I was thinking of this the other day as I was meditating after my morning prayers, and something occurred to me. When you are contemplating a human situation, whether private or public, whether social or political, try mentally adding the line “And then Christ walked in.” The result is quite fascinating. It is, of course, related to the old “WWJD” (What Would Jesus Do?) that some people tattoo on their fingers; but it has the merit of looking at a scene as a scene, i.e. dramatically, like a story or a play or film, and drawing you into the role of a screenwriter challenged to continue the plot from this new happening.
Example 1: “The Senate confirmation hearing for the putative new Attorney General was proceeding on the whole peacefully, though not without a few difficult moments. And then Christ walked in. . . . . . . . . . . .”
Example 2: “We were being extremely tactful in our conversation at Thanksgiving dinner, until Uncle Gavin started bringing up politics. ‘No, please, Gavin,’ Jane pleaded, ‘not this year!’  And then Christ walked in. . . . . . . . . . . “
Example 3: “In a French bistro frequented by North African construction workers, a couple of cheerfully-dressed women came and sat down. Some unfortunate remarks were made. And then Christ walked in. . . . . . . . . . . .
Example 4: “ My friend Jill was teaching a sophomore class on Shakespeare, and a discussion developed on the question whether a queer production of Hamlet would be accurate, provocative or both.  And then Christ walked in. . . . . . . . . . .”
Example 5: “Pope Francis was with his advisory group of cardinals, pondering what if anything to do about the Middle East. And then Christ walked in. . . . . . . . . . .
I’m sure you can think of more interesting situations, whether applied to yourself or involving parts of the world you’re interested in. You could even make it a (serious) game with a few friends . . . . . . . . . 

Saturday, 7 January 2017


François Fillon

             France is a curious country. The French themselves often talk about “l’exception française”, and a foreigner is from time to time brought up short by actions or reactions that seem entirely peculiar. A recent example followed the guest appearance on the TV evening news of François Fillon, the presidential candidate who was the big winner of the conservative primary. Fillon wants to reform the French economy in ways that recent governments (in one of which, Sarkozy’s, he was Prime Minister) have not been able to do because of massive resistance, mainly by the trade unions. He is an impeccably-dressed gentleman who enjoys racing vintage cars, and he would like to be the French counterpart of Gerhard Schroeder, the social democrat who reformed the German economy in 2002-5. Fillon is bright, writes well, and has a sense of humour. And when asked about his intended, and controversial, reform of the social-security and medicare systems, he pointed out that while the cost of these systems, and the national debt-level, made reform absolutely necessary, that he would see that it did not hurt the vulnerable. “I’m a Gaullist, and what’s more, a Christian,” he said, “so obviously I will not initiate any policies that are harmful to human dignity.”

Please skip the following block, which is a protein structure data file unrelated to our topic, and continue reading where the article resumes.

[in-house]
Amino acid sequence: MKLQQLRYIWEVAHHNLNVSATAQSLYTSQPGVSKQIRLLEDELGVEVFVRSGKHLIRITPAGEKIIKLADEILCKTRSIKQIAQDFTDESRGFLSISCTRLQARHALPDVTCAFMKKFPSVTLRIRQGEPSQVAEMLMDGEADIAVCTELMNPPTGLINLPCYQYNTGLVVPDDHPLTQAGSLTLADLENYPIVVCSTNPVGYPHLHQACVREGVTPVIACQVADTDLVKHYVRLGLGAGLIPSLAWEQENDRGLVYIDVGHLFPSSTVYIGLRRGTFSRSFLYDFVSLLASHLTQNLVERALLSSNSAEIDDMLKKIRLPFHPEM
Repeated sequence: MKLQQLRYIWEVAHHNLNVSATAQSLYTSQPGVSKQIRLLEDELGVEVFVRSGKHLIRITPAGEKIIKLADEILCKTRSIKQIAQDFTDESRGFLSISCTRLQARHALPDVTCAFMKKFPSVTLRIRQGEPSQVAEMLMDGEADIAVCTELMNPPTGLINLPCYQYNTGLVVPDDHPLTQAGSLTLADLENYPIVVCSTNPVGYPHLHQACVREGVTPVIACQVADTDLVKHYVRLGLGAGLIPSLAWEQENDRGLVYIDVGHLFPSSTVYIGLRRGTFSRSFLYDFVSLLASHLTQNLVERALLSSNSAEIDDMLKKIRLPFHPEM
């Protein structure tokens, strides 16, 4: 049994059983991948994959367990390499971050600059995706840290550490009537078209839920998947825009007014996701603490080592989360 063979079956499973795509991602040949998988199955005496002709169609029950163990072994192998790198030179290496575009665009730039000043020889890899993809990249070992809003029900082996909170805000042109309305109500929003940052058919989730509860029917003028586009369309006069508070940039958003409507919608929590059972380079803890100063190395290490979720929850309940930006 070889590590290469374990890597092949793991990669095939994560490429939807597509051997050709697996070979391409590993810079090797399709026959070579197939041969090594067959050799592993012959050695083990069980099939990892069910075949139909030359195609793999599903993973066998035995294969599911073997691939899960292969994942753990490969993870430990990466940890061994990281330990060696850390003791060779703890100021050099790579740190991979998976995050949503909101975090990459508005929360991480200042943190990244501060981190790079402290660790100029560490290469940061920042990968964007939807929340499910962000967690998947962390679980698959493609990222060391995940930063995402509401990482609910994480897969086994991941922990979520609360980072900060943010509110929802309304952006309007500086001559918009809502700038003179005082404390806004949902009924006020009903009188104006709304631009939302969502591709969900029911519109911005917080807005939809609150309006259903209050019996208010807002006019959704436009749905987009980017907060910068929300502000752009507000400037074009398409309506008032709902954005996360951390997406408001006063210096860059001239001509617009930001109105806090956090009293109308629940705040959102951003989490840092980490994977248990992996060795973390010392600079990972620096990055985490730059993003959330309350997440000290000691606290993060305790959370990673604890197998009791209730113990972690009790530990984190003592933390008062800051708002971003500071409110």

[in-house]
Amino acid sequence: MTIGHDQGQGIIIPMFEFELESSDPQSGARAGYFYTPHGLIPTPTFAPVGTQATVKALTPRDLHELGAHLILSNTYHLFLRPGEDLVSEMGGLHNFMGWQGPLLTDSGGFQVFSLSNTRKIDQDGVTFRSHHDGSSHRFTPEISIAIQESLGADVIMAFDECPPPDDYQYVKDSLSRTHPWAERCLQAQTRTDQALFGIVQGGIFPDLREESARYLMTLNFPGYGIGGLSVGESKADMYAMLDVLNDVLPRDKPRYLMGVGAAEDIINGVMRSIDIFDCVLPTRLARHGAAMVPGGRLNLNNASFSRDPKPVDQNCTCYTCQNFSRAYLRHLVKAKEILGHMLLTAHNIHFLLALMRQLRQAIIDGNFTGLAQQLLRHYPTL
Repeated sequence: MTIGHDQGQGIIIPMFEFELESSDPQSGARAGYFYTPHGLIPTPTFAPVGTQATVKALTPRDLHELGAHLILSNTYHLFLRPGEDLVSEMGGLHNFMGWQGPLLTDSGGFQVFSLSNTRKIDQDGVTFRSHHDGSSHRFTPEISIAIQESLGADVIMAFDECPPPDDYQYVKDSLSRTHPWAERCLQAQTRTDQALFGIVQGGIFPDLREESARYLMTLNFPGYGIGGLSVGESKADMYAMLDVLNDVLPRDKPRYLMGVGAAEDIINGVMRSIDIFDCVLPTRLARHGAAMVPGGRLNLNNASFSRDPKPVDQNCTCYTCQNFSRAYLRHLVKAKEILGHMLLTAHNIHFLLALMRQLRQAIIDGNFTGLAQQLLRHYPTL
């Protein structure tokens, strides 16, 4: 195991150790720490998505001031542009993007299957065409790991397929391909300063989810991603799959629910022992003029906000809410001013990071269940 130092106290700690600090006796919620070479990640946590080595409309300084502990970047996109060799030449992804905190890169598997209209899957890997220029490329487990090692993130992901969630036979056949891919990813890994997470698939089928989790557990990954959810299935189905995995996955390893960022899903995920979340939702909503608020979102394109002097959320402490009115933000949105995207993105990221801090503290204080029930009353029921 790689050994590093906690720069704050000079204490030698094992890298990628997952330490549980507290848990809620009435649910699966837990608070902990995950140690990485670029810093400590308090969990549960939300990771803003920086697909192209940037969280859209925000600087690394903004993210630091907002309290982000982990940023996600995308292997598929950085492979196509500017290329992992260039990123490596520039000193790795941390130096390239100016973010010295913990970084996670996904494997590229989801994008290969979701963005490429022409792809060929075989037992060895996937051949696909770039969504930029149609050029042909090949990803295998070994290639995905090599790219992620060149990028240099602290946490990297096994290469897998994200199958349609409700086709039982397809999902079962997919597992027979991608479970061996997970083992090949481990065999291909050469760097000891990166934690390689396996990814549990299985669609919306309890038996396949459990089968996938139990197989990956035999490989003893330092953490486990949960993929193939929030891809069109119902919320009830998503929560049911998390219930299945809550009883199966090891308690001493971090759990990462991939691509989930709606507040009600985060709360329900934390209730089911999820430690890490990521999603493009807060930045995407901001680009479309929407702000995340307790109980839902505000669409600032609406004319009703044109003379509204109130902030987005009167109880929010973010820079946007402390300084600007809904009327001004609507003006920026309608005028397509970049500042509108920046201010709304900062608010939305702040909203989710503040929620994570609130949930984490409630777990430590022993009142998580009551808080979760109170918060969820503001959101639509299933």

I was watching the interview, and found this remark understandable and unexceptionable. Imagine my surprise when, in the five days following, I saw it provoke a storm of media scandal. Many Frenchmen seemed outraged that a candidate for the Presidency should say out loud that he is a Christian. Shameful! Scandalous! To a foreigner, the reaction was incomprehensible. Until I heard it discussed by a radio columnist this morning, a woman who on Saturday mornings spends 5 minutes explaining religions to the atheists and agnostics who make up most of that station’s audience. She pointed out once again “l’exception française”. Angela Merkel, she said, had maintained that her policy of welcoming refugees was solidly connected with her Christian faith (she is the daughter of a Lutheran pastor); and in Germany, she said, that didn’t raise an eyebrow. But in France, she insisted, it simply could not have been uttered. Why? Because of the tradition, dating from the Revolution and reinforced in the late 19th century, of laïcité or secularism. This insists that religion is strictly a private affair and must never be allowed into any public political discourse; and as the columnist said, you have to remember that this tradition of secularism in France was created, maintained and extended in a battle against the Catholic Church.

            Well, I understood the storm a little better, but I found it a saddening experience. Fillon was perfectly sincere, perfectly well-meaning, and for him respect for human dignity is the natural and proper outcome of a Christian faith. To be reviled for this day in, day out, by otherwise intelligent and not dishonest politicians is a spectacle that does France no credit.  

Tuesday, 3 January 2017


What's new is the year. What's old is the language. To wish everyone the very best for this year, there is no better wish than faith. Here is one way to strengthen it, quietly, quietly, every morning. Just before rising, say this prayer.

O Lord our heavenly Father,
almighty and everlasting God,
who hast safely brought us to the beginning of this day,
defend us in the same with thy mighty power,
and grant that this day we fall into no sin,
neither run into any kind of danger;
but that all our doings may be ordered by thy governance,
to do always that is righteous in thy sight.
Through Jesus Christ our Lord.

The Book of Common Prayer's Third Collect, for Grace, in the service of Morning Prayer, it is a translation of a Latin original from the 5th century Gelasian sacramentary, and as the French say, in five-and-a-half centuries it has not taken on a wrinkle. No need to "update" or "modernise". A perfect companion to a new day, and to a new year.